- Skip the pretzels with the drink and ask for nuts instead.
- Have the cheese on its own without the crackers. There are already enough carbs to keep you going in the main meal.
- Don’t eat everything put in front of you — space it throughout the flight.
- Ignore the chips, candy and sugary yogurts from the snack selection and opt for one of the following: fruit, nuts or hummus.
This is making the most out of economy dining in the sky. In an ideal world, you would be having something at the airport before you board and there are plenty of healthy options to pick from there. If you eat before you fly, then you realistically only need to have a snack in the sky if you are traveling around eight hours.
Aside from the food offerings, remember to keep hydrated. You need more water in the air than you do on the ground — especially if you are eating high sugar and salty food with a few alcoholic beverages. Aim to drink about 3 liters of pure water during your flight.
Featured photo by Alex Macheras/The Points Guy.
Welcome to The Points Guy!
Earn 90,000 bonus miles and 10,000 Medallion® Qualification Miles (MQMs) after you spend $3,000 in purchases on your new card in the first three months of card membership. Offer ends 11/10/2021.
With Status Boost™, earn 10,000 Medallion Qualification Miles (MQMs) after you spend $25,000 in purchases on your Card in a calendar year, up to two times per year getting you closer to Medallion Status. Earn 3X Miles on Delta purchases and purchases made directly with hotels, 2X Miles at restaurants and at U.S. supermarkets and earn 1X Mile on all other eligible purchases. Terms Apply.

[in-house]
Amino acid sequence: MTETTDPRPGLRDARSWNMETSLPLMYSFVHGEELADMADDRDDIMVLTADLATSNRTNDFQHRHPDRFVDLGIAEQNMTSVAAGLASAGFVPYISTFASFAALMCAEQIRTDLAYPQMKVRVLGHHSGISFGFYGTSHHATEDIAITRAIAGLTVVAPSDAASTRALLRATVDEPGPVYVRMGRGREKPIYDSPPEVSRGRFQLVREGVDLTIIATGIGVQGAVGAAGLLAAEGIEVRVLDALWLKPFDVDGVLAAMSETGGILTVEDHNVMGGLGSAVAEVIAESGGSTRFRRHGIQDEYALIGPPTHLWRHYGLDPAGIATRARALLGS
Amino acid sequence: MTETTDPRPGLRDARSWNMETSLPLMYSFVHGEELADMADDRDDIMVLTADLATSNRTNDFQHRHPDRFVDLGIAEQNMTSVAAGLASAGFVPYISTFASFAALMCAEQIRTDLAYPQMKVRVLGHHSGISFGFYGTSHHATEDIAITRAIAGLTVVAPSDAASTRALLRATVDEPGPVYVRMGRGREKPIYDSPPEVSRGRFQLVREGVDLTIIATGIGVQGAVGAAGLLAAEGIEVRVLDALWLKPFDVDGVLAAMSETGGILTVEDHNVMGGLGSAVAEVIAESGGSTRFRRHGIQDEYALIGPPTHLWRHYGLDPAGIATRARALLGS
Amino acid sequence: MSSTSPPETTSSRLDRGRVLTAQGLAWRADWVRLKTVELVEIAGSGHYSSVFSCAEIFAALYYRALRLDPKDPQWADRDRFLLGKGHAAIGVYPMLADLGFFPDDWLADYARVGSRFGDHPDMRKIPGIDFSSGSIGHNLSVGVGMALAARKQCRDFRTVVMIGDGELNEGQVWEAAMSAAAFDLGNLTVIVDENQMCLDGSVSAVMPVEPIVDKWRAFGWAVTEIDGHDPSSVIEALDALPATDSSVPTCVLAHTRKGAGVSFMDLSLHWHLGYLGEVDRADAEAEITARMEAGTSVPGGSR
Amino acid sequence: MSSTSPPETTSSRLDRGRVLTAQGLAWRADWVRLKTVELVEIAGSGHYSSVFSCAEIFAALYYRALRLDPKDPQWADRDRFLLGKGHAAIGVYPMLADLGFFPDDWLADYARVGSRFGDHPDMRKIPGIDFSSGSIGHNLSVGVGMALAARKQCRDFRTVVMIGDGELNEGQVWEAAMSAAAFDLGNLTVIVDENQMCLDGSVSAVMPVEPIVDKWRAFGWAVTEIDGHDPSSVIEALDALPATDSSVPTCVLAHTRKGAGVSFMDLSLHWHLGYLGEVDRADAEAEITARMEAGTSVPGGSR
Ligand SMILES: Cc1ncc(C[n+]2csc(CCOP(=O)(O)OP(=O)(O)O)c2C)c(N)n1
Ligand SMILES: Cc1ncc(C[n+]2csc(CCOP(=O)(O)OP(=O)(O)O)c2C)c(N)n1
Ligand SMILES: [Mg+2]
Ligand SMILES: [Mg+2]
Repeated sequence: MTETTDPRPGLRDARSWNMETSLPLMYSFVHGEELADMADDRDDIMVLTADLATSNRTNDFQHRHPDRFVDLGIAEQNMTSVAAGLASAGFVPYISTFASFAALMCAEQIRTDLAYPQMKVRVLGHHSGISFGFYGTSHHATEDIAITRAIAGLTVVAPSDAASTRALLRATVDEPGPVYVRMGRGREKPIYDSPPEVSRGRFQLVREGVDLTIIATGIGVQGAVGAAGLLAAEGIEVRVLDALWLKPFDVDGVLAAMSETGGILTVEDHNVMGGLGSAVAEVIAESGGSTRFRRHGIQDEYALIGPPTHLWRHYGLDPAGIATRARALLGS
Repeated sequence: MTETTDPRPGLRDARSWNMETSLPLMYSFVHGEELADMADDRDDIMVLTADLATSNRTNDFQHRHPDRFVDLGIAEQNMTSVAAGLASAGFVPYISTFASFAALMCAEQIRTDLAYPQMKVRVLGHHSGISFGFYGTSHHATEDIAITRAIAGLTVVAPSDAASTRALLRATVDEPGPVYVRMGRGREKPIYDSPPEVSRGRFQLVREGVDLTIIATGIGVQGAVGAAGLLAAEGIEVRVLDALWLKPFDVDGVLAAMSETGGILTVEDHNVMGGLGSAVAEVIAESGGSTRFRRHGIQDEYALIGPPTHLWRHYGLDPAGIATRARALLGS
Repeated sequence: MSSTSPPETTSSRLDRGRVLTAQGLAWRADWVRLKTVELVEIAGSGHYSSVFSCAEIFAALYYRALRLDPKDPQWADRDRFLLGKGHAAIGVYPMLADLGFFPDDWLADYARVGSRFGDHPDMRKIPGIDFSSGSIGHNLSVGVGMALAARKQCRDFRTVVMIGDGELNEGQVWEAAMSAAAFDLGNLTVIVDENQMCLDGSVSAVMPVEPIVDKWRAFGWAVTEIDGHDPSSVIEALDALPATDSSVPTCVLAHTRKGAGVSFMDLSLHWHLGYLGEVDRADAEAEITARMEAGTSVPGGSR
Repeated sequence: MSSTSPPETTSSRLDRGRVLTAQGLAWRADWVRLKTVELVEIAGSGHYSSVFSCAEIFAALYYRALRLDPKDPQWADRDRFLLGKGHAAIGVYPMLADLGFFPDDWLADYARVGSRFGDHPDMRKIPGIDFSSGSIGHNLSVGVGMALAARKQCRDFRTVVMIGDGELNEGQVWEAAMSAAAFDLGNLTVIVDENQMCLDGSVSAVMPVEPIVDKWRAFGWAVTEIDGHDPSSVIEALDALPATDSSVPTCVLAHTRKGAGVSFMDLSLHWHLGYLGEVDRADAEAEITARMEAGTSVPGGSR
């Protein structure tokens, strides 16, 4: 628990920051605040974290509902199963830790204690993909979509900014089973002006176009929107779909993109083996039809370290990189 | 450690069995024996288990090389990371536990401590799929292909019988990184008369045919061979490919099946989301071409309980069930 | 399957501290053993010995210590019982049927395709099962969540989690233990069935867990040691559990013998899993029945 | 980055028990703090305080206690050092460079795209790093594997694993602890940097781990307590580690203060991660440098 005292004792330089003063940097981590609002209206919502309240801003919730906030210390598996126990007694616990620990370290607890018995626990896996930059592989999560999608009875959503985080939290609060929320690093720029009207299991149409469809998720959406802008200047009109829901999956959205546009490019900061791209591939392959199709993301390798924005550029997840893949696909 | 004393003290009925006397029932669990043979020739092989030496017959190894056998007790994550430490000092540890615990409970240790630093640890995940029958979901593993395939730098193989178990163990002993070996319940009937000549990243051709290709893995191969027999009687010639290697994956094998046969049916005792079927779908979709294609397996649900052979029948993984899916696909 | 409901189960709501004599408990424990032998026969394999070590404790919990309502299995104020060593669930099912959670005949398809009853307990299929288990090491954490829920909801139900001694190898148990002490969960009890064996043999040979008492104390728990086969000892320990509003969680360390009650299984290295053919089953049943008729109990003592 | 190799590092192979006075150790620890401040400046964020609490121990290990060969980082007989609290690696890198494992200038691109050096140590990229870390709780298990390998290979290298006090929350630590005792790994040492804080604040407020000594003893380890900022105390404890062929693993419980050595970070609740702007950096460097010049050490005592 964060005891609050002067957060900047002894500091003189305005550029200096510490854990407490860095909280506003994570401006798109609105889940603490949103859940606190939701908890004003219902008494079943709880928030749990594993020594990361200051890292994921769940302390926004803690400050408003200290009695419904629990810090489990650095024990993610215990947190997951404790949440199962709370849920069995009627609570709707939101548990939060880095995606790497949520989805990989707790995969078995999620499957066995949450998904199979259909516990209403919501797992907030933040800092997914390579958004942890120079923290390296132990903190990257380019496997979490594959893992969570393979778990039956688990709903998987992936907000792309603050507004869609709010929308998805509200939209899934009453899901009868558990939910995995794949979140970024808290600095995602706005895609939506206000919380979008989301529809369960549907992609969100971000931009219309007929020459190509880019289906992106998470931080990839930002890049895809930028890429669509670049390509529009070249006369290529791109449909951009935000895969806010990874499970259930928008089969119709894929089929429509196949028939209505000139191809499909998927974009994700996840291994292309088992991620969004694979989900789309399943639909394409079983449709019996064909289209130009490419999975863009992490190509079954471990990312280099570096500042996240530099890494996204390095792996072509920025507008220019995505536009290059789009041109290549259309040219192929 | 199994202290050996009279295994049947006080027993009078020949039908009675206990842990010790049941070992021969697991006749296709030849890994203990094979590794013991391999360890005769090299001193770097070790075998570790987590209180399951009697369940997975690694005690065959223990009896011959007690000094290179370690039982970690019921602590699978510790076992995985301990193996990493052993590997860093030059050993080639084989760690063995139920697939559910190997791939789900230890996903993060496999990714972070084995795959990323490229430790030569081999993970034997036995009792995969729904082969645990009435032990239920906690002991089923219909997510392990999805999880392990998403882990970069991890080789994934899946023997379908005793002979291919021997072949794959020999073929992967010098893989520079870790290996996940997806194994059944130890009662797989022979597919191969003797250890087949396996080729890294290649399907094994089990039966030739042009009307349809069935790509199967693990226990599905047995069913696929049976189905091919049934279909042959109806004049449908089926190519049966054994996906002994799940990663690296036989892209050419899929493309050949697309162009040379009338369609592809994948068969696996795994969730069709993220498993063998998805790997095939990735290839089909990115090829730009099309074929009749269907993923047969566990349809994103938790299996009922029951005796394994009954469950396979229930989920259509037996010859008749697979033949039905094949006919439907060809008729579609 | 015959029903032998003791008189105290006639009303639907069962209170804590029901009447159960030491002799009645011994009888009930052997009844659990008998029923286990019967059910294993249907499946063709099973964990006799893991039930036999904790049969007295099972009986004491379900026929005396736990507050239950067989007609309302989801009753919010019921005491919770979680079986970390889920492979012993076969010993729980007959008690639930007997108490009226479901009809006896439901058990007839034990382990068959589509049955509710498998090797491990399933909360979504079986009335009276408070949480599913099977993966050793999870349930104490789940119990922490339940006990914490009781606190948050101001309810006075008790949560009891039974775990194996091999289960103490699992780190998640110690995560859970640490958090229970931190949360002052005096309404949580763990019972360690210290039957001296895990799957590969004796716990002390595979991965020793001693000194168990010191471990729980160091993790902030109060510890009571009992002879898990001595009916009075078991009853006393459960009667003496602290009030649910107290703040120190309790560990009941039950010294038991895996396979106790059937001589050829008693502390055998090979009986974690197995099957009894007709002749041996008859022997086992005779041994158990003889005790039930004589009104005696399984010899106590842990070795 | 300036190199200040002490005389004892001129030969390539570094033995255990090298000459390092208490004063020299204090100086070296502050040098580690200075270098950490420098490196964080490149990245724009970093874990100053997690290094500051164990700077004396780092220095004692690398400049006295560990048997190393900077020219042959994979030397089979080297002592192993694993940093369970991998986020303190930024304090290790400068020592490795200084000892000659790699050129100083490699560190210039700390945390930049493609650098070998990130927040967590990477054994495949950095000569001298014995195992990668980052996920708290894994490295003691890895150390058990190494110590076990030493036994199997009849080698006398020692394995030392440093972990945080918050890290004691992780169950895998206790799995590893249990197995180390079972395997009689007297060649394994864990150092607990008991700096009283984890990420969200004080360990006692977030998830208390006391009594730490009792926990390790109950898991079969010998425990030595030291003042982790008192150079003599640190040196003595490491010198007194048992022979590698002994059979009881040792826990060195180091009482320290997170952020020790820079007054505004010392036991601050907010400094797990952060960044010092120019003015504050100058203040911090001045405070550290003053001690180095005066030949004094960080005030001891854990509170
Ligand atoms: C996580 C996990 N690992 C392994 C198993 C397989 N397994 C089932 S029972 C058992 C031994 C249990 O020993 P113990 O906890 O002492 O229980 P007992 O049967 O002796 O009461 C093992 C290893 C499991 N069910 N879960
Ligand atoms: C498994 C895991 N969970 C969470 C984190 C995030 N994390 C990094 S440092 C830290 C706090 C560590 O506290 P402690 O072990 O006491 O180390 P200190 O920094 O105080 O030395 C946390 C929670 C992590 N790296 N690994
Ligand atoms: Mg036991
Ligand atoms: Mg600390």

- Limited Time Offer: Earn 90,000 Bonus Miles and 10,000 Medallion® Qualification Miles (MQMs) after you spend $3,000 in purchases on your new Card in your first 3 months. Offer expires 11/10/2021.
- Earn up to 20,000 Medallion® Qualification Miles (MQMs) with Status Boost® per year. After you spend $25,000 in purchases on your Card in a calendar year, you can earn 10,000 MQMs two times per year, getting you closer to Medallion® Status. MQMs are used to determine Medallion® Status and are different than miles you earn toward flights.
- Earn 3X Miles on Delta purchases and purchases made directly with hotels.
- Earn 2X Miles at restaurants worldwide, including takeout and delivery and at U.S. supermarkets.
- Earn 1X Miles on all other eligible purchases.
- Receive a Domestic Main Cabin round-trip companion certificate each year upon renewal of your Card. *Payment of the government imposed taxes and fees of no more than $75 for roundtrip domestic flights (for itineraries with up to four flight segments) is required. Baggage charges and other restrictions apply. See terms and conditions for details.
- Enjoy your first checked bag free on Delta flights.
- Fee Credit for Global Entry or TSA Pre✓®.
- Enjoy an exclusive rate of $39 per person per visit to enter the Delta Sky Club® for you and up to two guests when traveling on a Delta flight.
- No Foreign Transaction Fees.
- $250 Annual Fee.
- Terms Apply.
- See Rates & Fees